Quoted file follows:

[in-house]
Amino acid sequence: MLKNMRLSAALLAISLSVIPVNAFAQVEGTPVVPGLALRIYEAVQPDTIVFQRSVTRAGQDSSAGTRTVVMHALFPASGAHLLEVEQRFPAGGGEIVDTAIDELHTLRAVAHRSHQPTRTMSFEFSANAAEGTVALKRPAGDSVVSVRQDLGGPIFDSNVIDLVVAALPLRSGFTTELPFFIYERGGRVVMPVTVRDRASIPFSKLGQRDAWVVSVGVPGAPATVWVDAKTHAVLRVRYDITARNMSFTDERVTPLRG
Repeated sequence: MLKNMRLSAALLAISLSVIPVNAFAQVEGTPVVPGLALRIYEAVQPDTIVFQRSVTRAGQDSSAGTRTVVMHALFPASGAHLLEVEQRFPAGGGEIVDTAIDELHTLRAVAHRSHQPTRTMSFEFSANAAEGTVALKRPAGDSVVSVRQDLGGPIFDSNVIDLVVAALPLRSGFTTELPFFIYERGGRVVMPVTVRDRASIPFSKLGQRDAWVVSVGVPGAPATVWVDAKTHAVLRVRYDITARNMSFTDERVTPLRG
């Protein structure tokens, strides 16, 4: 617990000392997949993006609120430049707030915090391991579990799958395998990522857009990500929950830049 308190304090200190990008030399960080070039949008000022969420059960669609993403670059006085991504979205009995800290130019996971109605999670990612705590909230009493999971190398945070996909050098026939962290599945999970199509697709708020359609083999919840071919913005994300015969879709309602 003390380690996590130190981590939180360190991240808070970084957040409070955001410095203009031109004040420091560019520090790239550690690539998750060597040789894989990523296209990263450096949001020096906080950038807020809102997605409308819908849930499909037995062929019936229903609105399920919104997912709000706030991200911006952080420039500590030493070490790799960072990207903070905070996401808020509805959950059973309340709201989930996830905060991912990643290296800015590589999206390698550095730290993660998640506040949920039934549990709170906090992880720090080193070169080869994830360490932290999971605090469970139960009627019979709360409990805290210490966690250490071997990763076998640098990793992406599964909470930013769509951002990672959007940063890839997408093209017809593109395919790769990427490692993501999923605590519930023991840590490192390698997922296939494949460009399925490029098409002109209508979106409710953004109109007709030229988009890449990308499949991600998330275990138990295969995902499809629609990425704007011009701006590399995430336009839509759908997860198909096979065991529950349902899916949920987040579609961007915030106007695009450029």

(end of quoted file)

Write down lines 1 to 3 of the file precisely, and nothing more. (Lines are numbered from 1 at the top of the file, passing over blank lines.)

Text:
[in-house]
Amino acid sequence: MLKNMRLSAALLAISLSVIPVNAFAQVEGTPVVPGLALRIYEAVQPDTIVFQRSVTRAGQDSSAGTRTVVMHALFPASGAHLLEVEQRFPAGGGEIVDTAIDELHTLRAVAHRSHQPTRTMSFEFSANAAEGTVALKRPAGDSVVSVRQDLGGPIFDSNVIDLVVAALPLRSGFTTELPFFIYERGGRVVMPVTVRDRASIPFSKLGQRDAWVVSVGVPGAPATVWVDAKTHAVLRVRYDITARNMSFTDERVTPLRG
Repeated sequence: MLKNMRLSAALLAISLSVIPVNAFAQVEGTPVVPGLALRIYEAVQPDTIVFQRSVTRAGQDSSAGTRTVVMHALFPASGAHLLEVEQRFPAGGGEIVDTAIDELHTLRAVAHRSHQPTRTMSFEFSANAAEGTVALKRPAGDSVVSVRQDLGGPIFDSNVIDLVVAALPLRSGFTTELPFFIYERGGRVVMPVTVRDRASIPFSKLGQRDAWVVSVGVPGAPATVWVDAKTHAVLRVRYDITARNMSFTDERVTPLRG